“Nobody would comment on what clothes male conductors wear. Or if they kind of put on some weight or something like that, and maybe their jacket is a little bit too tight. But if that happens to me as a female, then that’s immediately pointed out.” Ruth Reinhardt
Several years ago, I was at a post-concert reception for a local symphony orchestra. My spouse is on the board, so we attend most receptions and other social events for the symphony. Another board member, who seemed to have been over-served, decided to corner me about something she thought I should know. My spouse was talking to friends on the other side of the room, and I couldn’t leave or be dismissive—I was trapped.
She decided this was the appropriate time to tell me she thought I looked “weird” when I conduct. She doesn’t like seeing my back (she called it my “rump”), and while my chamber choir sounds “really good,” she wondered if I could get someone else (someone male) to conduct my group in public. Or at least when my choir sings for pre-concert events for the symphony as we have in the past.
This woman, an important member of the board, rattled on and on….and on about women conductors. I’m not sure what else she said because my ears shut down after hearing she thought someone else should conduct my choir in public. I said nothing and looked down at my feet because I couldn’t quite believe this was happening. I’m sure I looked dazed and finally was able to make my escape when her husband brought her another glass of wine, not the best idea in my humble opinion. I’m sure I appeared rude but I don’t care.
This wasn’t the first time someone decided to say something bizarre to me about being a woman conductor and it won’t be the last. Folks think they can say anything because I am a woman or more approachable or less deserving of the respect and reverence they show a male conductor. I’m sure many of you have had similar experiences. It’s never about the music, in my experience, but usually about what I wear or how “odd” it is to see a woman with a baton in front of a chorus or orchestra. Most often, those who feel they must “share” their insightful opinions have no complaints about the music or how an ensemble sounds, just who’s leading it. And, just as often, it’s another woman making those comments.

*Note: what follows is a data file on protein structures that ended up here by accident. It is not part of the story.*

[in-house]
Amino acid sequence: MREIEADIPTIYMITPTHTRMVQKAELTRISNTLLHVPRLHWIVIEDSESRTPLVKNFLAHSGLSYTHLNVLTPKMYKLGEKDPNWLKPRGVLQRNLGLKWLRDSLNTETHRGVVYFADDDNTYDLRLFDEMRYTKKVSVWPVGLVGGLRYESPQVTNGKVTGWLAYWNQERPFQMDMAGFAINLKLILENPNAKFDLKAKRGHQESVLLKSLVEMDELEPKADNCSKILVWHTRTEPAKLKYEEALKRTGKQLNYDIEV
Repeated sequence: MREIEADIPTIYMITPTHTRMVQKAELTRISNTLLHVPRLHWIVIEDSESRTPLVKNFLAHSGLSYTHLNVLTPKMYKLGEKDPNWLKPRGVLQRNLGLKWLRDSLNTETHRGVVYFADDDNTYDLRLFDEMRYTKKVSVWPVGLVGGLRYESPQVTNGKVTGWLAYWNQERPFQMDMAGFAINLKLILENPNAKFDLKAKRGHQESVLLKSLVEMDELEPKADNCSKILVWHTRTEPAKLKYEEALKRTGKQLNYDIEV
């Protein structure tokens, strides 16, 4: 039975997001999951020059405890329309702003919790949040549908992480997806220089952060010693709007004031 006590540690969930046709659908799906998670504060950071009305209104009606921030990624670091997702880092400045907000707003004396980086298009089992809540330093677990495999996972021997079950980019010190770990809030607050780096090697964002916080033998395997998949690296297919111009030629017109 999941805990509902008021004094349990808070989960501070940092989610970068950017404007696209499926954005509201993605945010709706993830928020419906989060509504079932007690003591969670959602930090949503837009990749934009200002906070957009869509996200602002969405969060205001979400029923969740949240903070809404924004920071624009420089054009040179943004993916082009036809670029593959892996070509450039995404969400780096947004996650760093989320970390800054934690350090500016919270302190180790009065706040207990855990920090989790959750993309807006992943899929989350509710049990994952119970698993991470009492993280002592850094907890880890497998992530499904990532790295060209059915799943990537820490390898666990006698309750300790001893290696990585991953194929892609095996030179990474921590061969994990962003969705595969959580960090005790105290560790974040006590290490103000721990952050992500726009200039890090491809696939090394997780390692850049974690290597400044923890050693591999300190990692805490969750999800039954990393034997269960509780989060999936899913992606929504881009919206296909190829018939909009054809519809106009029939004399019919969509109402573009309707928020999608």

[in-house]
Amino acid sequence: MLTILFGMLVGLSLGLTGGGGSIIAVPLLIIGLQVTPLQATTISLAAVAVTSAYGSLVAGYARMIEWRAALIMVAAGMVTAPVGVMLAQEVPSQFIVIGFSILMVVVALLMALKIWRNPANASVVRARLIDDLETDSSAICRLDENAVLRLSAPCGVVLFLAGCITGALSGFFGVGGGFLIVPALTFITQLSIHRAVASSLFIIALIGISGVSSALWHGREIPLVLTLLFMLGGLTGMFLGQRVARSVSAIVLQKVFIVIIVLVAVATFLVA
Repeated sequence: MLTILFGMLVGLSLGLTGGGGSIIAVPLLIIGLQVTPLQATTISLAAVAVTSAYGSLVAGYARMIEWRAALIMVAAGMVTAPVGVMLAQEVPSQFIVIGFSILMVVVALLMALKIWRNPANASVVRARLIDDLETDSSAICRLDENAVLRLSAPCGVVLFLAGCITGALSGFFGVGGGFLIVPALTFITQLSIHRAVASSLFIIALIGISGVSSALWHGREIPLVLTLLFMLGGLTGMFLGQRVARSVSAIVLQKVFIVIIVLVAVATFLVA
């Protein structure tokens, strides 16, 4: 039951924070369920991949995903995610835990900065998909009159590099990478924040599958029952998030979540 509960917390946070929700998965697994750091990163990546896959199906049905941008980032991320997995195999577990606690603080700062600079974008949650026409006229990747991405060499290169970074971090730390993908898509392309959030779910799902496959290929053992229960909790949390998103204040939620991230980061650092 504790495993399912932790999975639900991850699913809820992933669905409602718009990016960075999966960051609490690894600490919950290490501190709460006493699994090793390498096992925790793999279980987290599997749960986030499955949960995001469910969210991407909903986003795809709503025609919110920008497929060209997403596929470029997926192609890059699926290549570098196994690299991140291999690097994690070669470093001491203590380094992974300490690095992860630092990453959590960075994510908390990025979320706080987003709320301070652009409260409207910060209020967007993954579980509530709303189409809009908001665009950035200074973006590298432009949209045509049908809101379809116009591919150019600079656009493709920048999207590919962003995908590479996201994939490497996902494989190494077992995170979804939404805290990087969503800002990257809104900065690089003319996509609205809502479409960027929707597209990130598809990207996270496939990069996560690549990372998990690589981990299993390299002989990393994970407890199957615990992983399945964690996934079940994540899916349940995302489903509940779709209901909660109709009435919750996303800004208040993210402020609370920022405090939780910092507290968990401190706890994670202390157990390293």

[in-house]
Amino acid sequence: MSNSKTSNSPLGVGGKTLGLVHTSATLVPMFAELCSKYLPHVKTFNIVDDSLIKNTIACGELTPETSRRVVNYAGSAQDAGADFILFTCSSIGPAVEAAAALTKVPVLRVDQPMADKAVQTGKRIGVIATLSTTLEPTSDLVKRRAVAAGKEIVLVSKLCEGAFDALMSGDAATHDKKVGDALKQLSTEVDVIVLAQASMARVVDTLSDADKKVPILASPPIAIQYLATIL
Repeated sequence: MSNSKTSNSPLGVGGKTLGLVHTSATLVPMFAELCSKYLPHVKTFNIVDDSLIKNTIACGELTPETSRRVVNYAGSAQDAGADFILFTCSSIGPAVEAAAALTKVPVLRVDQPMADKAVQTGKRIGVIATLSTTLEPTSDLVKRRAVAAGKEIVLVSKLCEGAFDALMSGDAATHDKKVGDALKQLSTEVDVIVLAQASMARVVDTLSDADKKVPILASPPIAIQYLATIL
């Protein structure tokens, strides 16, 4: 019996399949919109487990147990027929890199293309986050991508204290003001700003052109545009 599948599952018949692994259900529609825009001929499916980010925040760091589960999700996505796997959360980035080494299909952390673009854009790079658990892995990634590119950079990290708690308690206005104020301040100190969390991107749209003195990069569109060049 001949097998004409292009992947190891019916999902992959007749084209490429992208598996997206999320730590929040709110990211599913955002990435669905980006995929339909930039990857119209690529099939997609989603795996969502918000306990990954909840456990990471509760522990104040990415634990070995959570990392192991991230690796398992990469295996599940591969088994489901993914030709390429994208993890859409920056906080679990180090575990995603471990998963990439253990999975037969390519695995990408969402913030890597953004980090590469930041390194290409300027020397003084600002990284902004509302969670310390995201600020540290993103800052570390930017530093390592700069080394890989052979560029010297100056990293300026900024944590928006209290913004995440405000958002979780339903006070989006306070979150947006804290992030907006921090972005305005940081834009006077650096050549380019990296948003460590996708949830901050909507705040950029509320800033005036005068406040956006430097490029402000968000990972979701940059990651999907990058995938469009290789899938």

We encourage young girls to think big; to study law or medicine and science or a musical instrument. Rarely, even now, are young girls supported or encouraged to conduct or compose even if they show an early interest. Conductors and composers are positions of leadership in the classical music world and it’s uncomfortable for many to think of women leading, even by other women. Those who decide to conduct or compose struggle, not just with their art and technique and creativity, or how hard they work every day in a practice room. They also struggle with other people’s perceptions about what it means to be a woman conductor or composer. And try to change others’ ideas of what they should—or should not—be. It is often an uphill climb. And yet, we persist.